Cash-Flush Kenyan Banks Lift Provisions to Brace for Dim Outlook
Kenya’s two biggest banks are probably over the worst as far as potential loan losses go, but may still struggle to boost revenue in the wake of the coronavirus pandemic, according to AIB-AXYS Africa.
Equity Group Holdings Plc increased first-half provisions eightfold, while KCB Group Plc’s rose almost four times from a year earlier, hurting earnings. The nation’s lenders are helping customers restructure their debt after the Covid-19 outbreak stalled economic output and shut schools.
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The lenders took an aggressive approach to provisions to avoid setting aside more funds during the rest of 2020, said Sarah Wanga, head of research at the Nairobi-based brokerage that was formed out of the merger of AIB Capital Ltd. and ApexAfrica Capital Ltd. Profit will continue to come under pressure due to the expected loan losses and a limit on transaction fees banks can charge, she said.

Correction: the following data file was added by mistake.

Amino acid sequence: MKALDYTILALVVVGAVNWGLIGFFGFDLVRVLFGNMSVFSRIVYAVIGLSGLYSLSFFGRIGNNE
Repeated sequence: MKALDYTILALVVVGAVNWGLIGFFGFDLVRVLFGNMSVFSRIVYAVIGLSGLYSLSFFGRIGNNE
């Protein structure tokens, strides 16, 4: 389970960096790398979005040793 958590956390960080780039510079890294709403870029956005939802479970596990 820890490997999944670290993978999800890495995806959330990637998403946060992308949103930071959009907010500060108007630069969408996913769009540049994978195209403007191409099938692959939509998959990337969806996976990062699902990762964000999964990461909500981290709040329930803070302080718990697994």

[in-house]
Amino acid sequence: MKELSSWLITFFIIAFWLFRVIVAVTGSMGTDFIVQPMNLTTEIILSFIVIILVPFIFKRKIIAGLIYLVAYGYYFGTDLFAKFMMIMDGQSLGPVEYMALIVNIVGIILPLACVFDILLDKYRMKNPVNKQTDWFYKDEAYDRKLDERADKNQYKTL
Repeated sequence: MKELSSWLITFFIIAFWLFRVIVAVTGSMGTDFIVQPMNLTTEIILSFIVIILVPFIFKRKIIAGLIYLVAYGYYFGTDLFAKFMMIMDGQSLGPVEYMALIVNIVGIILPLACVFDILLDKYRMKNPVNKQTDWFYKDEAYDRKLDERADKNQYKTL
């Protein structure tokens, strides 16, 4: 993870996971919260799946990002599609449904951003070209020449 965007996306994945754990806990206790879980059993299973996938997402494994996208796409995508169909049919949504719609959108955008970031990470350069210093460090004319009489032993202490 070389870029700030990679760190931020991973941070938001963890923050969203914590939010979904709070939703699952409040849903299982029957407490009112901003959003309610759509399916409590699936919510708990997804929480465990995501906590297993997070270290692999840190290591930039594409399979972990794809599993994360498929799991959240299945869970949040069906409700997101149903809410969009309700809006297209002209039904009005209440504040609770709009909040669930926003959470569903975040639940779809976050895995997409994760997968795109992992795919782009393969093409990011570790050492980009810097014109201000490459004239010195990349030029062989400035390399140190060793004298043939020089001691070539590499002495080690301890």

Other lenders, such as Co-operative Bank of Kenya, which took a more conservative approach to provisions, may have to bolster these later in the year, Gerald Muriuki, an analyst at Genghis Capital said.
As a result, profitability across the sector “is going to vary,” he said.
“There is not much lending that is going to happen this year,” which will result in “depressed interest-income line growth” Muriuki said. Non-interest revenue will suffer after the central bank extended measures waiving some transaction fees for customers until the end of the year, he said.
Kenya’s economy will probably expand 1% to 2% this year, the parliamentary office said on Wednesday. While that’s better than earlier forecasts for a contraction, the slower growth may weigh on the ability of borrowers to repay their debt and suppress demand for loans.
While revenue growth at Equity and Co-op was relatively muted, KCB managed a 17% increase as Kenya’s biggest bank by assets invested in less risky government securities, which jumped 65% during the first half.
While the top banks are flush with cash, they’re unlikely to pay any dividends this year unless there is a change in their performance in the second half, according to Faith Mwangi, a Nairobi-based investment analyst at Tellimer Inc.
Equity and KCB have a core-capital to total-liabilities ratio of 12.3% and 9.5% respectively, above the 8% minimum. NCBA Group Plc had a liquidity ratio of 54.9% at the end of June, far above the 20% regulators require.
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